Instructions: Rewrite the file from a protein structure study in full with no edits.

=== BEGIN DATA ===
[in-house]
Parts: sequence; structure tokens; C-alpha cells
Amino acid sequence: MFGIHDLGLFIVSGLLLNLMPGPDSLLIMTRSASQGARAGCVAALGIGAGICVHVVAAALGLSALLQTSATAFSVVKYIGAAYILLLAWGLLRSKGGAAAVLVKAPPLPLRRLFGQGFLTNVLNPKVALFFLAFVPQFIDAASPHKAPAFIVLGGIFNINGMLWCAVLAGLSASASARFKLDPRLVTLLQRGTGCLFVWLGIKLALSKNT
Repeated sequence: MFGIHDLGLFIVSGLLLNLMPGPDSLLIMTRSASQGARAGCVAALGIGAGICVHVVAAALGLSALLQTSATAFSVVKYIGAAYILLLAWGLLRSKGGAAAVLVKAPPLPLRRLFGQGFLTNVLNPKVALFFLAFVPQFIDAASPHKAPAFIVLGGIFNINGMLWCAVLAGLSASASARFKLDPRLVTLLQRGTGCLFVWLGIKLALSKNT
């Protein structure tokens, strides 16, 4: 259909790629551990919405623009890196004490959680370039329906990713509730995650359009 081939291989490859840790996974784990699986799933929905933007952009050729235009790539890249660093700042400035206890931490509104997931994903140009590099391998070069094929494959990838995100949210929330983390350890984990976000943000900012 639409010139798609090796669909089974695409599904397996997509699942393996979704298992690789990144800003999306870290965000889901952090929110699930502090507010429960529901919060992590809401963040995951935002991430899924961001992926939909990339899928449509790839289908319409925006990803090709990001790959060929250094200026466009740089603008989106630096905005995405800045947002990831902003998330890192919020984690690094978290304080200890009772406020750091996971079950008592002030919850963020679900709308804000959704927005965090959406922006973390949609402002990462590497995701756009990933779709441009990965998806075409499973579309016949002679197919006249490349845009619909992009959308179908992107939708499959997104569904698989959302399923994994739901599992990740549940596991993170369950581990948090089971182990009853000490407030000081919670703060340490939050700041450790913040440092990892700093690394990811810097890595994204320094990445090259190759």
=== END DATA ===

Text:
[in-house]
Parts: sequence; structure tokens; C-alpha cells
Amino acid sequence: MFGIHDLGLFIVSGLLLNLMPGPDSLLIMTRSASQGARAGCVAALGIGAGICVHVVAAALGLSALLQTSATAFSVVKYIGAAYILLLAWGLLRSKGGAAAVLVKAPPLPLRRLFGQGFLTNVLNPKVALFFLAFVPQFIDAASPHKAPAFIVLGGIFNINGMLWCAVLAGLSASASARFKLDPRLVTLLQRGTGCLFVWLGIKLALSKNT
Repeated sequence: MFGIHDLGLFIVSGLLLNLMPGPDSLLIMTRSASQGARAGCVAALGIGAGICVHVVAAALGLSALLQTSATAFSVVKYIGAAYILLLAWGLLRSKGGAAAVLVKAPPLPLRRLFGQGFLTNVLNPKVALFFLAFVPQFIDAASPHKAPAFIVLGGIFNINGMLWCAVLAGLSASASARFKLDPRLVTLLQRGTGCLFVWLGIKLALSKNT
């Protein structure tokens, strides 16, 4: 259909790629551990919405623009890196004490959680370039329906990713509730995650359009 081939291989490859840790996974784990699986799933929905933007952009050729235009790539890249660093700042400035206890931490509104997931994903140009590099391998070069094929494959990838995100949210929330983390350890984990976000943000900012 639409010139798609090796669909089974695409599904397996997509699942393996979704298992690789990144800003999306870290965000889901952090929110699930502090507010429960529901919060992590809401963040995951935002991430899924961001992926939909990339899928449509790839289908319409925006990803090709990001790959060929250094200026466009740089603008989106630096905005995405800045947002990831902003998330890192919020984690690094978290304080200890009772406020750091996971079950008592002030919850963020679900709308804000959704927005965090959406922006973390949609402002990462590497995701756009990933779709441009990965998806075409499973579309016949002679197919006249490349845009619909992009959308179908992107939708499959997104569904698989959302399923994994739901599992990740549940596991993170369950581990948090089971182990009853000490407030000081919670703060340490939050700041450790913040440092990892700093690394990811810097890595994204320094990445090259190759």